James Mitchell, Professor of Politics at Strathclyde University, along with two colleagues, questioned the entire membership of the SNP between November 2007 and June 2008.
The results of this exceptionally thorough survey (there were 64 questions) were not readily available till very recently.
At the time of the survey the SNP had just over 13,000 members and over half of them completed the survey. More than half of these respondents said they were either very religious or fairly religious. The days of mass membership of political parties have long vanished in Scotland, whereas belonging to a religious organisation, and in particular to one of the two main Christian churches operating in Scotland today (the Church of Scotland and the Roman Catholic Church), is much less of a minority activity.
Although some regard these two organisations as being less in the mainstream of our national life than say the Labour Party or the SNP, they have memberships which should make the political parties weep with envy. These two churches have together well over half a million members in Scotland and that alone should give them an influence that they do not currently have.
The Church of Scotland seems to have more or less given up on any attempt to be Scotland's national church. Its great annual gathering, the General Assembly, takes place each May in Edinburgh, but less attention is paid to it by much of the Scottish media. As recently as the 1960s and the 1970s it was regularly claimed that the General Assembly was more or less a substitute for a Scottish Parliament. Then the Kirk took itself seriously as a national institution.
Now it finds it increasingly difficult, if not downright impossible, to provide a minister in every parish and it seems to be slowly but surely giving up on being a national church. Soon it will be more realistic to regard it as a loose federation of congregations. Many of these are large and flourishing; by that I mean individual congregations that have several hundred members and are capable of raising many hundreds of thousands of pounds. Again, these are figures that should make our leading political parties jealous.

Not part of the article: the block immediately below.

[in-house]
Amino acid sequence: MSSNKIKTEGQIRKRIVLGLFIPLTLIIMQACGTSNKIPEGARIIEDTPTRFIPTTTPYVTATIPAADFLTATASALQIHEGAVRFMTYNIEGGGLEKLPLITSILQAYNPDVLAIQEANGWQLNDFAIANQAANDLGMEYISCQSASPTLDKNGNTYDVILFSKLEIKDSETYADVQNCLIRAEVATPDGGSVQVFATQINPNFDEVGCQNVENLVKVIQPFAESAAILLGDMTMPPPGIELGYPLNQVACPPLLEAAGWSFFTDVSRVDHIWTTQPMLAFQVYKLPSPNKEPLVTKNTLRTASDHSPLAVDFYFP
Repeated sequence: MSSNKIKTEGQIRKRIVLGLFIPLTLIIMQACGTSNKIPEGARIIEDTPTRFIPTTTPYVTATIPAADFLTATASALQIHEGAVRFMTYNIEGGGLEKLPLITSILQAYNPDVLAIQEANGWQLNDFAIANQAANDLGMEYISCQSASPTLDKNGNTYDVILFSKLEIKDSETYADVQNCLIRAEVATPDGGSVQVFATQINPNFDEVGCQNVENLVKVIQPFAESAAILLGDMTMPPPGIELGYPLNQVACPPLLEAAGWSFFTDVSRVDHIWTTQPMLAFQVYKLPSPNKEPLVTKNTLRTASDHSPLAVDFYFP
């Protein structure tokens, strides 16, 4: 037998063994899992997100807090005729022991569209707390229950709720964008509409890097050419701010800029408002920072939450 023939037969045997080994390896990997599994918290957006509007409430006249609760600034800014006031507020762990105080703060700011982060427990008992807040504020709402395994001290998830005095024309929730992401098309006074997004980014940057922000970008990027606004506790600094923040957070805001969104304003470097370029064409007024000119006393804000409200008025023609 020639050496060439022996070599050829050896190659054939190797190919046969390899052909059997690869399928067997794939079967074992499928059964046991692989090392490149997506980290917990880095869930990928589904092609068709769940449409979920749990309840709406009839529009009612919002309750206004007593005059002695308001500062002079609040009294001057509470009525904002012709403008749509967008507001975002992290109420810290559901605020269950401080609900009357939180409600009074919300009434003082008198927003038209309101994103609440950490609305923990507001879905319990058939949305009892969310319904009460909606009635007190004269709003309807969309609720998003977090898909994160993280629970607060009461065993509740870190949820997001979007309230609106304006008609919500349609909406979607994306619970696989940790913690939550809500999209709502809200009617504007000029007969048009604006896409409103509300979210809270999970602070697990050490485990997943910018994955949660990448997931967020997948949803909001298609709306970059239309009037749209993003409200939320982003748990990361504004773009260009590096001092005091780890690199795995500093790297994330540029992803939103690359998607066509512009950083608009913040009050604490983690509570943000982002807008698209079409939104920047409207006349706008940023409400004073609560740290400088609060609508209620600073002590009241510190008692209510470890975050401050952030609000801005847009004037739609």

Yet when a prominent Scottish cleric speaks out on just about any topical issue, self-appointed censors rush to claim that he – or she – has no right to do so. In this climate the Church of Scotland has lost confidence and its leading figure (who changes annually), the Moderator of the General Assembly, is a much lower profile figure than was the case just a few years ago. Moderators rarely speak out publicly, and when they do few notice; it's as if they have been cowed by the aggressive secularism which is all around them.
Quite the opposite applies to the Catholic Church in Scotland. The late Cardinal Tom Winning was not a man who was afraid to engage with the media. I can recall some withering phone calls from him when he objected to something in The Herald. Equally I can recall many positive and pleasant conversations with him.
It was Cardinal Winning who in effect gave Catholics a voice in civic Scotland, who ensured that the leader of the Catholics was given a place at the top table, or in the front row, as of right.
The current leader of Scotland's Catholics, Cardinal Keith O'Brien (who is, though the English media do not seem to understand this, also the most senior Catholic in Britain), is personally a less abrasive figure than Cardinal Winning – he is a notably gracious man, and his fierce public pronouncements sometimes do not reflect his own gentle personality.
He has every right to speak out, and he does so clearly and bravely. But I sometimes think he speaks out just a little too frequently. Perhaps he feels he has to make up for the silence emanating from the Kirk.
I certainly think that if the Moderator and the Cardinal could issue more joint statements, that would carry yet more authority.
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